7. Be present and listen. Stop what you are doing when someone is talking to you, look at them and bring your full self to the interaction.  Often when we are in trouble, we don’t want a solution, we just want someone to hear what we are thinking and feeling. Simply lending an ear can provide the necessary support, so that person can feel empowered to tap into their own resources and find solutions whilst alleviating feelings of isolation.
  8. Healthy boundary setting – As part of the work culture work/life balance must be prioritised. Holidays and weekends should be uninterrupted and working excessive hours should not be part of the culture no matter what your salary.
  9. Empower your team.  Know what they need to thrive and don’t hyper micro-manage.  Allow employees a routine that works for them.  Upskill them so they feel they are always learning and growing to avoid feeling stagnant.  Let them know you trust them and equally they can trust you.
  10. Recognise the signs. When employees are dealing with personal and sensitive issues, they may be attending work mentally unfit. Look for signs of withdrawal, emotional distancing, loss of productivity and absenteeism. Deal with lack of inclusivity head on.  Offer collaborations to those you may suspect are suffering from loneliness.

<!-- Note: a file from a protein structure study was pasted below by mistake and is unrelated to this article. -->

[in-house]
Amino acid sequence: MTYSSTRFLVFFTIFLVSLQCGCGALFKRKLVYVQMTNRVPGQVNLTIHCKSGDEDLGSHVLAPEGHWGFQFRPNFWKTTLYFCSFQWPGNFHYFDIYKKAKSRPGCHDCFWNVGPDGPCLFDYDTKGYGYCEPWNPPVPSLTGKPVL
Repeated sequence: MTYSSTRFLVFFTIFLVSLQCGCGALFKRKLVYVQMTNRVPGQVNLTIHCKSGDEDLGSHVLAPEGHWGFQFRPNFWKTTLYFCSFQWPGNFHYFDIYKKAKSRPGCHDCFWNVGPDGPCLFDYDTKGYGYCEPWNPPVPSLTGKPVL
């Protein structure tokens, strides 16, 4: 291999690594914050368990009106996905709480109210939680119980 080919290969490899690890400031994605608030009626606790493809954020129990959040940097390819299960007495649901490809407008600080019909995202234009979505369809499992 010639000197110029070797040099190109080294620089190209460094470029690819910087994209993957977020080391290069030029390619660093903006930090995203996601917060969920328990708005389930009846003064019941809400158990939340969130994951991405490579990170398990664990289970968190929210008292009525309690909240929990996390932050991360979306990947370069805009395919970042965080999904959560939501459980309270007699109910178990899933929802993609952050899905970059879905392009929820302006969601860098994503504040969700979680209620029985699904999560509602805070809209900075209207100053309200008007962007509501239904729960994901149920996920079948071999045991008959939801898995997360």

11. Talk about mental health issues. Whilst talking about and dealing with mental health issues has come on leaps and bounds we are not there yet.  Offer training and talks about mental health on an annual basis.  Check your and your organisation’s unconscious biases towards any kind of illness which isn’t clearly visible regularly.
  12. Deal with issues with kindness. Ensure privacy and offer flexibility in timing and location when talking with someone who is suffering. Understand that discussing mental health can be challenging. Be reassuring, calm and patient and remember that just because you cannot identify with the other’s experience, that does not invalidate their experience. Foster open dialogue as part of work culture and designate mental health advocates trained to listen and guide colleagues toward support resources. If you believe an employee is at risk, gently encourage them to get further help.

By Thom Dennis, CEO of Culture and Leadership Specialists, Serenity in Leadership